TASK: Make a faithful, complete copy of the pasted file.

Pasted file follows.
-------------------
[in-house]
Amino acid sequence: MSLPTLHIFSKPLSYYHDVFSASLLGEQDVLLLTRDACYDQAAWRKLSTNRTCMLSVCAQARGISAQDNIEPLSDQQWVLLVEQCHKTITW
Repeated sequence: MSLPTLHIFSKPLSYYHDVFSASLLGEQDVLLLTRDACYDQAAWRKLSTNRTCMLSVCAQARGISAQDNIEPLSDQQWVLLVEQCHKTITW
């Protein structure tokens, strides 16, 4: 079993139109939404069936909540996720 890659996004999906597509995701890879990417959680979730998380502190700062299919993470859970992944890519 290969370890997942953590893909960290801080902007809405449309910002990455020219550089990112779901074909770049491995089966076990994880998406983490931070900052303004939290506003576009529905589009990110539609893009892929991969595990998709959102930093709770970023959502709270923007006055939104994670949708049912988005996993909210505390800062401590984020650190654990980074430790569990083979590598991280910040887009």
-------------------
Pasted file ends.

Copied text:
[in-house]
Amino acid sequence: MSLPTLHIFSKPLSYYHDVFSASLLGEQDVLLLTRDACYDQAAWRKLSTNRTCMLSVCAQARGISAQDNIEPLSDQQWVLLVEQCHKTITW
Repeated sequence: MSLPTLHIFSKPLSYYHDVFSASLLGEQDVLLLTRDACYDQAAWRKLSTNRTCMLSVCAQARGISAQDNIEPLSDQQWVLLVEQCHKTITW
């Protein structure tokens, strides 16, 4: 079993139109939404069936909540996720 890659996004999906597509995701890879990417959680979730998380502190700062299919993470859970992944890519 290969370890997942953590893909960290801080902007809405449309910002990455020219550089990112779901074909770049491995089966076990994880998406983490931070900052303004939290506003576009529905589009990110539609893009892929991969595990998709959102930093709770970023959502709270923007006055939104994670949708049912988005996993909210505390800062401590984020650190654990980074430790569990083979590598991280910040887009």